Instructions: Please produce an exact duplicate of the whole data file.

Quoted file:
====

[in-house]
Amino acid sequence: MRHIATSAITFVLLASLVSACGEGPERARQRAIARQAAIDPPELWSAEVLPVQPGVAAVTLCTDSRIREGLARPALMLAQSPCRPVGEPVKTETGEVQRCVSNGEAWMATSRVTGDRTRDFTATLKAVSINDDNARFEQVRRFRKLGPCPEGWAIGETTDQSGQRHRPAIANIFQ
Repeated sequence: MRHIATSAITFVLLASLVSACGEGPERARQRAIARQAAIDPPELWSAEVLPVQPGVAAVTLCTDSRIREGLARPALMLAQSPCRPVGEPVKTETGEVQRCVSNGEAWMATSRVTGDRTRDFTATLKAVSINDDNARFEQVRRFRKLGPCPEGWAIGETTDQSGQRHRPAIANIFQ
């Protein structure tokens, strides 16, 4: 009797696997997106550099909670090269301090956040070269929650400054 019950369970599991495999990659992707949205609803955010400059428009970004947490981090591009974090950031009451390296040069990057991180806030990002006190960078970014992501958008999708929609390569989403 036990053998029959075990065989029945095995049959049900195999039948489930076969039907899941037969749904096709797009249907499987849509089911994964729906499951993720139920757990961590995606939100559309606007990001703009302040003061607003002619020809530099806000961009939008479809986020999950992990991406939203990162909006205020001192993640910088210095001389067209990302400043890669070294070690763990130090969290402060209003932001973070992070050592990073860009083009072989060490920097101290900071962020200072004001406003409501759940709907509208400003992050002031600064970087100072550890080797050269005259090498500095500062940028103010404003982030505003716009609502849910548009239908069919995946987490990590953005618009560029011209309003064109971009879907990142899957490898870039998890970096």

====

[in-house]
Amino acid sequence: MRHIATSAITFVLLASLVSACGEGPERARQRAIARQAAIDPPELWSAEVLPVQPGVAAVTLCTDSRIREGLARPALMLAQSPCRPVGEPVKTETGEVQRCVSNGEAWMATSRVTGDRTRDFTATLKAVSINDDNARFEQVRRFRKLGPCPEGWAIGETTDQSGQRHRPAIANIFQ
Repeated sequence: MRHIATSAITFVLLASLVSACGEGPERARQRAIARQAAIDPPELWSAEVLPVQPGVAAVTLCTDSRIREGLARPALMLAQSPCRPVGEPVKTETGEVQRCVSNGEAWMATSRVTGDRTRDFTATLKAVSINDDNARFEQVRRFRKLGPCPEGWAIGETTDQSGQRHRPAIANIFQ
């Protein structure tokens, strides 16, 4: 009797696997997106550099909670090269301090956040070269929650400054 019950369970599991495999990659992707949205609803955010400059428009970004947490981090591009974090950031009451390296040069990057991180806030990002006190960078970014992501958008999708929609390569989403 036990053998029959075990065989029945095995049959049900195999039948489930076969039907899941037969749904096709797009249907499987849509089911994964729906499951993720139920757990961590995606939100559309606007990001703009302040003061607003002619020809530099806000961009939008479809986020999950992990991406939203990162909006205020001192993640910088210095001389067209990302400043890669070294070690763990130090969290402060209003932001973070992070050592990073860009083009072989060490920097101290900071962020200072004001406003409501759940709907509208400003992050002031600064970087100072550890080797050269005259090498500095500062940028103010404003982030505003716009609502849910548009239908069919995946987490990590953005618009560029011209309003064109971009879907990142899957490898870039998890970096």